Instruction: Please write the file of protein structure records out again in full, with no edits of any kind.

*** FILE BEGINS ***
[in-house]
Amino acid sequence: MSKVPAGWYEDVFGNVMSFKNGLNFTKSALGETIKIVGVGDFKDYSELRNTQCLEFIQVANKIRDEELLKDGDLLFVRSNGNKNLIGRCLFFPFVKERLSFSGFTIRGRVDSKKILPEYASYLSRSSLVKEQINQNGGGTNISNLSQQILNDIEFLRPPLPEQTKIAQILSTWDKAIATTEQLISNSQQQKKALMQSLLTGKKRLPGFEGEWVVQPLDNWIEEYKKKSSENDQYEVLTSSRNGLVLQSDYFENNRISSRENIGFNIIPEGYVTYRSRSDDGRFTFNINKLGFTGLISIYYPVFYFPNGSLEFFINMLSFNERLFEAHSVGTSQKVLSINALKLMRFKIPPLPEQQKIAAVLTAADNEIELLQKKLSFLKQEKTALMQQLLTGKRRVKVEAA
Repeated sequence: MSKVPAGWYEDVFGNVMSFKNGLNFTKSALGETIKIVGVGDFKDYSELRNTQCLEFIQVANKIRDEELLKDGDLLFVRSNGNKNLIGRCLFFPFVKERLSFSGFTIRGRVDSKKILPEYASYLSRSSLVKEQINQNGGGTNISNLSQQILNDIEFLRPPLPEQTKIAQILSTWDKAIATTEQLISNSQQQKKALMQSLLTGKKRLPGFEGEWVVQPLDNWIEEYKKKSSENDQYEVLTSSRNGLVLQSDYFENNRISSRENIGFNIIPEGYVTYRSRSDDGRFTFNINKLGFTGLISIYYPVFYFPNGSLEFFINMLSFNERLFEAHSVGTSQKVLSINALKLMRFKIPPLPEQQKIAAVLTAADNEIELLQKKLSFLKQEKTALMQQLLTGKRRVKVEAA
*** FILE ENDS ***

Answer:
[in-house]
Amino acid sequence: MSKVPAGWYEDVFGNVMSFKNGLNFTKSALGETIKIVGVGDFKDYSELRNTQCLEFIQVANKIRDEELLKDGDLLFVRSNGNKNLIGRCLFFPFVKERLSFSGFTIRGRVDSKKILPEYASYLSRSSLVKEQINQNGGGTNISNLSQQILNDIEFLRPPLPEQTKIAQILSTWDKAIATTEQLISNSQQQKKALMQSLLTGKKRLPGFEGEWVVQPLDNWIEEYKKKSSENDQYEVLTSSRNGLVLQSDYFENNRISSRENIGFNIIPEGYVTYRSRSDDGRFTFNINKLGFTGLISIYYPVFYFPNGSLEFFINMLSFNERLFEAHSVGTSQKVLSINALKLMRFKIPPLPEQQKIAAVLTAADNEIELLQKKLSFLKQEKTALMQQLLTGKRRVKVEAA
Repeated sequence: MSKVPAGWYEDVFGNVMSFKNGLNFTKSALGETIKIVGVGDFKDYSELRNTQCLEFIQVANKIRDEELLKDGDLLFVRSNGNKNLIGRCLFFPFVKERLSFSGFTIRGRVDSKKILPEYASYLSRSSLVKEQINQNGGGTNISNLSQQILNDIEFLRPPLPEQTKIAQILSTWDKAIATTEQLISNSQQQKKALMQSLLTGKKRLPGFEGEWVVQPLDNWIEEYKKKSSENDQYEVLTSSRNGLVLQSDYFENNRISSRENIGFNIIPEGYVTYRSRSDDGRFTFNINKLGFTGLISIYYPVFYFPNGSLEFFINMLSFNERLFEAHSVGTSQKVLSINALKLMRFKIPPLPEQQKIAAVLTAADNEIELLQKKLSFLKQEKTALMQQLLTGKRRVKVEAA